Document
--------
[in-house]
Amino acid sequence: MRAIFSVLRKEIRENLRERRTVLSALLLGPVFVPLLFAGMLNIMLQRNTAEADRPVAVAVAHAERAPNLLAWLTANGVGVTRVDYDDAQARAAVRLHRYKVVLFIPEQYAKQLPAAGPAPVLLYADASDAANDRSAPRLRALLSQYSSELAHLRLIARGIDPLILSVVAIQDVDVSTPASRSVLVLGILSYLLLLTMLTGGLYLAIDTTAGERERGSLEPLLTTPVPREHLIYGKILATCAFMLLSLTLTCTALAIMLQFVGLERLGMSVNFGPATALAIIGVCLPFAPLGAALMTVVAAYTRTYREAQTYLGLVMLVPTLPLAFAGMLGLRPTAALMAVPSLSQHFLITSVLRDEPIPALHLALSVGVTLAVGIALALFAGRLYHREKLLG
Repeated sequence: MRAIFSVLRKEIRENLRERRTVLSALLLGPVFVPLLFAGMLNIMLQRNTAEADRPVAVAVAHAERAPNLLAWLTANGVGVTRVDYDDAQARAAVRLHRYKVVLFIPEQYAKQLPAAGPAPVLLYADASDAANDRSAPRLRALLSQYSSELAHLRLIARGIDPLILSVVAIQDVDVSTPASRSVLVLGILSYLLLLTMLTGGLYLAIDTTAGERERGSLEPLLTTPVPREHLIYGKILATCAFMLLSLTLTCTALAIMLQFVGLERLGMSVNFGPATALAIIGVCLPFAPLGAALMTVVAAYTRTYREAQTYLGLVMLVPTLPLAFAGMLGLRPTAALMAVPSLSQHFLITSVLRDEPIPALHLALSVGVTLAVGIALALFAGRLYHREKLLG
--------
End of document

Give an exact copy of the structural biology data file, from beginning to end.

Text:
[in-house]
Amino acid sequence: MRAIFSVLRKEIRENLRERRTVLSALLLGPVFVPLLFAGMLNIMLQRNTAEADRPVAVAVAHAERAPNLLAWLTANGVGVTRVDYDDAQARAAVRLHRYKVVLFIPEQYAKQLPAAGPAPVLLYADASDAANDRSAPRLRALLSQYSSELAHLRLIARGIDPLILSVVAIQDVDVSTPASRSVLVLGILSYLLLLTMLTGGLYLAIDTTAGERERGSLEPLLTTPVPREHLIYGKILATCAFMLLSLTLTCTALAIMLQFVGLERLGMSVNFGPATALAIIGVCLPFAPLGAALMTVVAAYTRTYREAQTYLGLVMLVPTLPLAFAGMLGLRPTAALMAVPSLSQHFLITSVLRDEPIPALHLALSVGVTLAVGIALALFAGRLYHREKLLG
Repeated sequence: MRAIFSVLRKEIRENLRERRTVLSALLLGPVFVPLLFAGMLNIMLQRNTAEADRPVAVAVAHAERAPNLLAWLTANGVGVTRVDYDDAQARAAVRLHRYKVVLFIPEQYAKQLPAAGPAPVLLYADASDAANDRSAPRLRALLSQYSSELAHLRLIARGIDPLILSVVAIQDVDVSTPASRSVLVLGILSYLLLLTMLTGGLYLAIDTTAGERERGSLEPLLTTPVPREHLIYGKILATCAFMLLSLTLTCTALAIMLQFVGLERLGMSVNFGPATALAIIGVCLPFAPLGAALMTVVAAYTRTYREAQTYLGLVMLVPTLPLAFAGMLGLRPTAALMAVPSLSQHFLITSVLRDEPIPALHLALSVGVTLAVGIALALFAGRLYHREKLLG